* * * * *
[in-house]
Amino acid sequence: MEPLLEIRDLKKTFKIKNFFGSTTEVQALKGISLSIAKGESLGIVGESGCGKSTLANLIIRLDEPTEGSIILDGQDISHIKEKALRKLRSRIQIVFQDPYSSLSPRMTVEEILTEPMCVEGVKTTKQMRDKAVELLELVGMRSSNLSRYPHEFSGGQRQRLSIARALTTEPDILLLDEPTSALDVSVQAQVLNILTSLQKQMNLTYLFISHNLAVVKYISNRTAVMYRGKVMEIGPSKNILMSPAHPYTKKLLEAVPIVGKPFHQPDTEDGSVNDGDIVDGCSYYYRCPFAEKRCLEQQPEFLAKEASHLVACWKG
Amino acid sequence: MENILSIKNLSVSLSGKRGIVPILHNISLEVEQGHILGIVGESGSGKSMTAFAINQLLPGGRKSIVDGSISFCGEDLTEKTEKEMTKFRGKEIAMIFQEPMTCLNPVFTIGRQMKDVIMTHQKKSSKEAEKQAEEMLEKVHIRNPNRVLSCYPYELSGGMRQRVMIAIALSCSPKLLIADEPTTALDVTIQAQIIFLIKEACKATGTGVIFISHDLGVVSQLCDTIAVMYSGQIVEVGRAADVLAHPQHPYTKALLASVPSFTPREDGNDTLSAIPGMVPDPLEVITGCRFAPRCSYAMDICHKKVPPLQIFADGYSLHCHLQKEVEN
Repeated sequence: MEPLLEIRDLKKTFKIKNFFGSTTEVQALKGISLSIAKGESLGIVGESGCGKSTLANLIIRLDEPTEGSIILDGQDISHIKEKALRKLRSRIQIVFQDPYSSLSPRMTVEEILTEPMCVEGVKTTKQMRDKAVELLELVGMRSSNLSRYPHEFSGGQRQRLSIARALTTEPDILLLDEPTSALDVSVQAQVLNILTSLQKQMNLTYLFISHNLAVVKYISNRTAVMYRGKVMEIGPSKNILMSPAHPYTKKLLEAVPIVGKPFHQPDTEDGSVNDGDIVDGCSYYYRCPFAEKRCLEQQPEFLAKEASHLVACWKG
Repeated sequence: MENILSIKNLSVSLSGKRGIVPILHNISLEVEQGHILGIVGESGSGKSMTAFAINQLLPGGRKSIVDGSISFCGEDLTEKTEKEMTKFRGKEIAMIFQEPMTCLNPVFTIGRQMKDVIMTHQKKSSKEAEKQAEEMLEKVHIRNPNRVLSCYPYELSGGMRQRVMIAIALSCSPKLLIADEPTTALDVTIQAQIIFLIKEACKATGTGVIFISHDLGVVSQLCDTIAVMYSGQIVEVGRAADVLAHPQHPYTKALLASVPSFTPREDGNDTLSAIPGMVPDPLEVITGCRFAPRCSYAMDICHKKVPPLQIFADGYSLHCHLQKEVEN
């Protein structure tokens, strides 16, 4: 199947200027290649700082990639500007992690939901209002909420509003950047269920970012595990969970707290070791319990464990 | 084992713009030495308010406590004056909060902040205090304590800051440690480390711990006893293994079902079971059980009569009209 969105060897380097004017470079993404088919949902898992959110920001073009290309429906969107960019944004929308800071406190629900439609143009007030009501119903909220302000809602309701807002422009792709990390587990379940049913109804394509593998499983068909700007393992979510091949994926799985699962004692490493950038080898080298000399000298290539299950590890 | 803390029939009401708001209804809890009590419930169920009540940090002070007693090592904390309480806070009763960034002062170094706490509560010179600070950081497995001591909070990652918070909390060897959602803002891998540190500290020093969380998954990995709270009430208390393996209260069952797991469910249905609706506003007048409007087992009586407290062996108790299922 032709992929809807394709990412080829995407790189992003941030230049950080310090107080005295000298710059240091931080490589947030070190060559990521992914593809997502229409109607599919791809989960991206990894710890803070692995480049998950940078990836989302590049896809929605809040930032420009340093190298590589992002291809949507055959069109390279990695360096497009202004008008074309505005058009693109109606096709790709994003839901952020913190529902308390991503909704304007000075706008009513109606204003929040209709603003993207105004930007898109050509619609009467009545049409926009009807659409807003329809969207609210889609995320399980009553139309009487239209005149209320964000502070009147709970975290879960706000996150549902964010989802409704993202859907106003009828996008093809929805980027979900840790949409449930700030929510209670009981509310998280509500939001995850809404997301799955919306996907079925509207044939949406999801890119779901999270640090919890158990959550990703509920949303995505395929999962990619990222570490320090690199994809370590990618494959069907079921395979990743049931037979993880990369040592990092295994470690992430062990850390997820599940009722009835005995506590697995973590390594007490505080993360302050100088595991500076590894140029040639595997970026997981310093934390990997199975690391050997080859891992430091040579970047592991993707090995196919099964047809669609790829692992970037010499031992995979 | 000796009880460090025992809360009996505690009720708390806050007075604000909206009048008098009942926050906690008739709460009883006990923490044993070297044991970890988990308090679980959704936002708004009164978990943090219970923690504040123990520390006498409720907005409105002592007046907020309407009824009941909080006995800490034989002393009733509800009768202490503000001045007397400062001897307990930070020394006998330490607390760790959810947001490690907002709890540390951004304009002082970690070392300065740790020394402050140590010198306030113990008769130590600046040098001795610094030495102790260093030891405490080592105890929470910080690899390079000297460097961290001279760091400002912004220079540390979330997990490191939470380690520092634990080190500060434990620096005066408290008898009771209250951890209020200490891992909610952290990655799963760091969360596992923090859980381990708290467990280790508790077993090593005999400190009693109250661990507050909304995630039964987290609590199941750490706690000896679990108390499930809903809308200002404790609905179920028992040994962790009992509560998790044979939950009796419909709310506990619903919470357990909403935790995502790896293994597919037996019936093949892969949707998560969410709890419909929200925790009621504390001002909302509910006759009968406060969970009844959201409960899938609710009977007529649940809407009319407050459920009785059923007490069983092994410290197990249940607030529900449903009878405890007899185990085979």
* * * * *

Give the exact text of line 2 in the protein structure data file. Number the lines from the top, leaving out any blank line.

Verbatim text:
Amino acid sequence: MEPLLEIRDLKKTFKIKNFFGSTTEVQALKGISLSIAKGESLGIVGESGCGKSTLANLIIRLDEPTEGSIILDGQDISHIKEKALRKLRSRIQIVFQDPYSSLSPRMTVEEILTEPMCVEGVKTTKQMRDKAVELLELVGMRSSNLSRYPHEFSGGQRQRLSIARALTTEPDILLLDEPTSALDVSVQAQVLNILTSLQKQMNLTYLFISHNLAVVKYISNRTAVMYRGKVMEIGPSKNILMSPAHPYTKKLLEAVPIVGKPFHQPDTEDGSVNDGDIVDGCSYYYRCPFAEKRCLEQQPEFLAKEASHLVACWKG